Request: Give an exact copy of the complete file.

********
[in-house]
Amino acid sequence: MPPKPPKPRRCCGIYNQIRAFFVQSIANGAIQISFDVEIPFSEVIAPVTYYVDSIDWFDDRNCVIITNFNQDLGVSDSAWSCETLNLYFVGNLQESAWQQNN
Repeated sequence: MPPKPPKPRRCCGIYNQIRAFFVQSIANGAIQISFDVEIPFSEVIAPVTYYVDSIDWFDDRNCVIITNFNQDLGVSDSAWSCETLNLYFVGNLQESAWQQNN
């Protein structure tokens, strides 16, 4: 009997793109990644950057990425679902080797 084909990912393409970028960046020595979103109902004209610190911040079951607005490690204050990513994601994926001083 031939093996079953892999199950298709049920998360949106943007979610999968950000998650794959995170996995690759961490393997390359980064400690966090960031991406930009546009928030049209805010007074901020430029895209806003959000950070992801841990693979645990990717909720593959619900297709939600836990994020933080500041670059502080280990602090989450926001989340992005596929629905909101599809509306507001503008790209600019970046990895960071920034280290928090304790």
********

[in-house]
Amino acid sequence: MPPKPPKPRRCCGIYNQIRAFFVQSIANGAIQISFDVEIPFSEVIAPVTYYVDSIDWFDDRNCVIITNFNQDLGVSDSAWSCETLNLYFVGNLQESAWQQNN
Repeated sequence: MPPKPPKPRRCCGIYNQIRAFFVQSIANGAIQISFDVEIPFSEVIAPVTYYVDSIDWFDDRNCVIITNFNQDLGVSDSAWSCETLNLYFVGNLQESAWQQNN
């Protein structure tokens, strides 16, 4: 009997793109990644950057990425679902080797 084909990912393409970028960046020595979103109902004209610190911040079951607005490690204050990513994601994926001083 031939093996079953892999199950298709049920998360949106943007979610999968950000998650794959995170996995690759961490393997390359980064400690966090960031991406930009546009928030049209805010007074901020430029895209806003959000950070992801841990693979645990990717909720593959619900297709939600836990994020933080500041670059502080280990602090989450926001989340992005596929629905909101599809509306507001503008790209600019970046990895960071920034280290928090304790």